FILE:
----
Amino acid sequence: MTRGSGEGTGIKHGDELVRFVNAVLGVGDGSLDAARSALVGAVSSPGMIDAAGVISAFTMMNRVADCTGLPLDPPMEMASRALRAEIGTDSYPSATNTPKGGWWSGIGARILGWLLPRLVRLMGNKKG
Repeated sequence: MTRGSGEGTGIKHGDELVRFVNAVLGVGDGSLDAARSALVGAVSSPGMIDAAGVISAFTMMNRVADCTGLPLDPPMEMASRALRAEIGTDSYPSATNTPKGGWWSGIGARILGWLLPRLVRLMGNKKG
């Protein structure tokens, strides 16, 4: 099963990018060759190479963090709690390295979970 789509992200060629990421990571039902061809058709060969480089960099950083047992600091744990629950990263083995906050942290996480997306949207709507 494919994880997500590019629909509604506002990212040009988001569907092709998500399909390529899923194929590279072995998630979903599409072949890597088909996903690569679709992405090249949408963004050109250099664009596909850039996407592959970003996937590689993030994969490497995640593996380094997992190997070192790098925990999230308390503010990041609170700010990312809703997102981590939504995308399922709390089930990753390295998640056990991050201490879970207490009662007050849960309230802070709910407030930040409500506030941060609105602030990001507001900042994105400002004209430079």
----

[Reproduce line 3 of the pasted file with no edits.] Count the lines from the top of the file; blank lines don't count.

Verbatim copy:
């Protein structure tokens, strides 16, 4: 099963990018060759190479963090709690390295979970 789509992200060629990421990571039902061809058709060969480089960099950083047992600091744990629950990263083995906050942290996480997306949207709507 494919994880997500590019629909509604506002990212040009988001569907092709998500399909390529899923194929590279072995998630979903599409072949890597088909996903690569679709992405090249949408963004050109250099664009596909850039996407592959970003996937590689993030994969490497995640593996380094997992190997070192790098925990999230308390503010990041609170700010990312809703997102981590939504995308399922709390089930990753390295998640056990991050201490879970207490009662007050849960309230802070709910407030930040409500506030941060609105602030990001507001900042994105400002004209430079």